Upholding of complaint against Google brings important consequences

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Earlier this week, the Court of Justice of the European Union (CJEU) gave a preliminary ruling in proceedings between Google Spain SL / Google Inc. (Google), the Spanish Data Protection Agency (AEPD), and a third party complainant. The judgment gives individuals considerable power to prevent search engines including personal data in search results. The CJEU has also emphasised the broad territorial scope of current data protection laws. The decision has important consequences for all organisations subject to the Data Protection Directive (the Directive).


In March 2010, Mario Costeja González lodged a complaint with the AEPD against both Google and daily newspaper publisher, La Vanguardia Ediciones SL. This was based on the fact that when Mr González’s name was entered into Google a link was provided to two pages of La Vanguardia detailing a property auction undertaken for social security debt recovery purposes. The bankruptcy proceedings having been resolved a number of years previously, Mr González argued that the references were irrelevant. To this end, he requested that:

  • La Vanguardia be made to remove / alter the pages so his personal data no longer appeared or use appropriate search engine features to protect the information; and
  • Google should be made to remove / hide the information so it did not feature in search results.

Google contested liability on the basis that:

  • it was not subject to Spanish law;
  • it could not be regarded as a ‘data controller’ with responsibility for processing of personal data; and
  • fundamental rights of universal access to public information would be undermined if it had to comply with the removal request.

Preliminary Ruling

While the complaints against La Vanguardia were rejected, the AEPD upheld those against Google. Certain questions were referred to the CJEU for a preliminary ruling. The CJEU’s subsequent judgment essentially establishes that:

  • search engines such as Google are ‘processing personal data’ within the meaning of the Directive when they find, compile, index, temporarily store and make available personal data in search results;
  • these operators must correspondingly be regarded as ‘data controllers’ in respect of that processing, as per Article 2(d) of the Directive;
  • personal data appearing in search results is the responsibility of the entity behind the engine;
  • individuals can object to personal information being included in Google’s search results;
  • an individual can require personal data to be deleted from search results when certain conditions are satisfied, particularly if the information is not being processed as per EU data protection law – such as if it is out-of-date or irrelevant; and
  • data controllers are still subject to EU laws, even when based outside the EU, if they have EU subsidiaries which undertake activities clearly linked to personal data processing.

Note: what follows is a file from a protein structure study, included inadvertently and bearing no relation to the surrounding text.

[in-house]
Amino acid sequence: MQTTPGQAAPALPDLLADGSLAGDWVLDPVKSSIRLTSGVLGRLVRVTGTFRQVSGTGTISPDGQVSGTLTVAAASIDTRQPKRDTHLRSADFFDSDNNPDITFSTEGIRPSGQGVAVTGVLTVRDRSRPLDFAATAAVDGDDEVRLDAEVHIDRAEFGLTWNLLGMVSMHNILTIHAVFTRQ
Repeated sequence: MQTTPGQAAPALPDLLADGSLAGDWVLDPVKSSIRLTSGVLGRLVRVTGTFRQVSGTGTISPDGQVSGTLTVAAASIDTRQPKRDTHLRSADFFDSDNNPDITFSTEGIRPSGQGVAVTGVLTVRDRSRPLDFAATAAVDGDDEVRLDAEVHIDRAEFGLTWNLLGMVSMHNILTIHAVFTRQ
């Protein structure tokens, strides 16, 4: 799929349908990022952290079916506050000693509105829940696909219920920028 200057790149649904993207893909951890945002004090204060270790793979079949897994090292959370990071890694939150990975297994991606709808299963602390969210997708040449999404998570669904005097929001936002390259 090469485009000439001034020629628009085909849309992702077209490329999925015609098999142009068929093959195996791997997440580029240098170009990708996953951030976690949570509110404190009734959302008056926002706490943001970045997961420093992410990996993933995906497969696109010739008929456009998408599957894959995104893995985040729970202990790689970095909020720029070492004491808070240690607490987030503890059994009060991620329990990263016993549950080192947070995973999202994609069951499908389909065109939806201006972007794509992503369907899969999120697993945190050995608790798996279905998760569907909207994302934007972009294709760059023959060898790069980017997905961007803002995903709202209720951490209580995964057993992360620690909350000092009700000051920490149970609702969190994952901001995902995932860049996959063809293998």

For companies operating engines such as Google, the possibility of substantial amounts of individuals’ data having to be removed is likely to negatively impact search functionality and may adversely affect their commercial viability. The decision means considerably increased administrative and compliance duties, costs and time pressures with the assumption of responsibility for the personal data processed. Google is not alone in having previously complained of the disproportionate and unrealistic burdens this presents. However, the CJEU established that valid opposition from a data subject would “override, as a rule, not only the economic interest of the operator of the search engine but also the interest of the general public in finding the information”.

Both non-EU and EU-based businesses must also now consider their arrangements for global subsidiaries and offices to ensure all are appropriately adhering to EU data protection requirements. Where entities operate across a number of jurisdictions, this is likely to pose difficulties as substantial resources will be needed to ensure compliance and a uniform, ‘one size fits all’ approach will not necessarily suffice.  Organisations within the consumer credit sector will particularly have to consider what information is made publicly available relating to debtors.  While the AEPD found there had been a legitimate right to publish details of Mr González’s unpaid debt here (having been undertaken upon order of the Ministry of Labour and Social Affairs), this will not necessarily always be the case.

The CJEU’s decision comes as work continues on the new Data Protection Regulation (the Regulation). The Regulation is intended to overhaul data protection law across the EU, ensuring both greater consistency and increased rights for individuals. However, with data subjects’ so-called ‘right to be forgotten’ and the territorial scope of EU data protection law strengthened by the judgment, it seems steps are already being made towards achieving these objectives. Claims that freedom of expression will be undermined have seemingly been ignored by the CJEU.  Rather than having a chilling effect on fundamental rights, heightened obligations on search engines are regarded as a way to secure “effective and complete” protection of individuals’ rights and freedoms.

For more information, contact the Regulatory team at Walker Morris.